Graceful giants of the ocean, Whale Sharks, migrate through Honduran waters every year from February to June, peaking in February, May and June. These delightful fish (the largest fish in the ocean) are really the stars of the show in Honduras and are now a protected species. Whale Sharks exhibit an amazing tolerance towards inquisitive and awe-struck divers. If you have never shared your personal space with a Whale Shark, now is the time to start! Coral grows thickly on the reef walls in Honduras and many dive sites start at as little as 10 metres. At Tabyana Reef and Half Moon Bay dramatic rock and coral formations bottom out at 30 metres to a white sandy sea bed. Schooling Horse-eye Jacks, morays and lobsters can be found here as well as a host of rainbow-coloured smaller creatures such as Blue Chromis, the ubiquitous Creole Wrasse, shy little blennies, crabs and fairy-like shrimps.
A labyrinth of tunnels and caves cut through the reef in shallow water and eventually lead to an inner lagoon at Dolphin Den. Not only are dolphins frequently found here but the tunnels are usually filled with the flashing silver shimmering of thousands of silversides. Sunlight pours through the opening in the rock illuminating these delightful tiny fish that form beautiful shapes and patterns as they twist and turn as if they were but a single creature.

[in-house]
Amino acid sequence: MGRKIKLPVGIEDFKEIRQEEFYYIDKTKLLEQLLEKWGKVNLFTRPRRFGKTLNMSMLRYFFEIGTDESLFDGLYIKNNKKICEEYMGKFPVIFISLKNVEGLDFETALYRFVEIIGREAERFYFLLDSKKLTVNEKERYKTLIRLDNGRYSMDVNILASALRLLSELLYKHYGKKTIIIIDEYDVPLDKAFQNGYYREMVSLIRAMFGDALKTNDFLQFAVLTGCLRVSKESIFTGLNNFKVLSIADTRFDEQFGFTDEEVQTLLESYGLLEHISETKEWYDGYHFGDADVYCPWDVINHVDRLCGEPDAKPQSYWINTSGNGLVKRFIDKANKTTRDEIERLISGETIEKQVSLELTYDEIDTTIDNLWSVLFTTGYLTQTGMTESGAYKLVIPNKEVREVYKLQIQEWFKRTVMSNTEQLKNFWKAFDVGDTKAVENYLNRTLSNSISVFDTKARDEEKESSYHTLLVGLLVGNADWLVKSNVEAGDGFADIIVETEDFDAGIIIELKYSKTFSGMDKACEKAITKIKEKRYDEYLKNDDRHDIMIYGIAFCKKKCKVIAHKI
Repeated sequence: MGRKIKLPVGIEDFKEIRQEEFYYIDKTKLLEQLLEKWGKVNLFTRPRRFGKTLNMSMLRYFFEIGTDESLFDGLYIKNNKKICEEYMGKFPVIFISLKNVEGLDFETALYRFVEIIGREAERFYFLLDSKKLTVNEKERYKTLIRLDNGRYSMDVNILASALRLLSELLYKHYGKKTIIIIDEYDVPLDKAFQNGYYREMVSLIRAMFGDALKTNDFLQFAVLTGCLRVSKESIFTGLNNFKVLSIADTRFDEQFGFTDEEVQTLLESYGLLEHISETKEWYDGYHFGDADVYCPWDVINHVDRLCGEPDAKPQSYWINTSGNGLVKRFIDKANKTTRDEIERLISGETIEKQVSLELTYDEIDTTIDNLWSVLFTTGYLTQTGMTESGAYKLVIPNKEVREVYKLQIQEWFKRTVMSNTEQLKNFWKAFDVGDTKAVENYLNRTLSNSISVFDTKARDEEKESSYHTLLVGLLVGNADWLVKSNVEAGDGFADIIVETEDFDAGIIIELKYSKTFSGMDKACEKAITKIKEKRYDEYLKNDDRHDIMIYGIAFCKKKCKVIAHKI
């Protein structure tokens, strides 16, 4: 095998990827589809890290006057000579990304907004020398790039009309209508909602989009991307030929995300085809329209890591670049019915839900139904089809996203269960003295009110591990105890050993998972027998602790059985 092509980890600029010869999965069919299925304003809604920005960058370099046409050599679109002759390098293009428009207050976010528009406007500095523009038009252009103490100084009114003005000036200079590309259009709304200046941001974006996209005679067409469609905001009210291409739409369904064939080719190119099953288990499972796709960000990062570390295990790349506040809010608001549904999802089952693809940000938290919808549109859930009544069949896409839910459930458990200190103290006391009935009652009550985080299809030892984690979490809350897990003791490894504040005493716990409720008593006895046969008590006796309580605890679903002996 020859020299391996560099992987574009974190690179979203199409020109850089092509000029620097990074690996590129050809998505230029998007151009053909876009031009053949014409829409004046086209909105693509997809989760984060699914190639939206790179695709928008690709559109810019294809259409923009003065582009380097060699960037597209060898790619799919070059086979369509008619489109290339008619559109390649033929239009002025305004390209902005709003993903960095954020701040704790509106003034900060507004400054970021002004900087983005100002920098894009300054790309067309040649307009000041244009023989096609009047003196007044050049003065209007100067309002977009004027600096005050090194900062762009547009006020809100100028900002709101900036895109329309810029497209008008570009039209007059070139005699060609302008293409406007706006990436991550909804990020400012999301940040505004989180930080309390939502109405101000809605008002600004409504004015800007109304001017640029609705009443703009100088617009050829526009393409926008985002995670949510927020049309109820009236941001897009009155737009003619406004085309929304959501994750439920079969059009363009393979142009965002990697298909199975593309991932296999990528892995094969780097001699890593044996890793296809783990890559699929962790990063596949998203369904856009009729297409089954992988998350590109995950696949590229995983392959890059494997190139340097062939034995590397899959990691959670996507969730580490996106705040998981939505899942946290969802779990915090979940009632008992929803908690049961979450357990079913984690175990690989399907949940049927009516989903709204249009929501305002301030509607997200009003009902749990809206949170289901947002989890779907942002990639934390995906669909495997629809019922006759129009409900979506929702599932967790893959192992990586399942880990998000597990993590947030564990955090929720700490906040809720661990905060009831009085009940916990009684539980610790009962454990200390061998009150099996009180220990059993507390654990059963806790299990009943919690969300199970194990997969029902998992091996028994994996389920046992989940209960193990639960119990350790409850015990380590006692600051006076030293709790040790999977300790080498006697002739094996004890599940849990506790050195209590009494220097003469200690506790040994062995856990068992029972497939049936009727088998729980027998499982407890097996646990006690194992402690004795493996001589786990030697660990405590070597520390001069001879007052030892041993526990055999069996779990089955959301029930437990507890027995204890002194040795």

Pepper Point is a dive with beautiful topography and some fascinating marine life. The wall slopes away to a sandy shelf at about 35 metres with many large, shelf-like coral formations cascading down from the crenulated reef top. The entire formation makes for a series of mini pinnacles, grooves and ridges with sandy holes populated by a large number of fish. Blackcap Basslets flit about close to the recesses and can often be seen swimming ‘upside down’ with their undersides facing the ceiling of the recess. Pretty and colourful, violet and golden Fairy Basslets hide in the recesses and may retreat further, unless one approaches with care, but patience will be rewarded, as these beautiful fish will re-emerge to offer a great show if you hang around for a few minutes. Sand flats are always a fascinating place to look for the more discreet species, including Peacock Flounders and of course the shy Brown Garden Eels which sway tantalizingly before disappearing down their burrows. Search carefully for the strange Large-eyed Toadfish at the contact zone between the reef and the sand – its weird face may be the only part you see, peeping out from a hole in the reef. This amazing fish, with its wide flattened head, has a series of barbules or branched, fleshy ‘whiskers’ protruding from its chin, rather like a witch in a children’s fairy tale.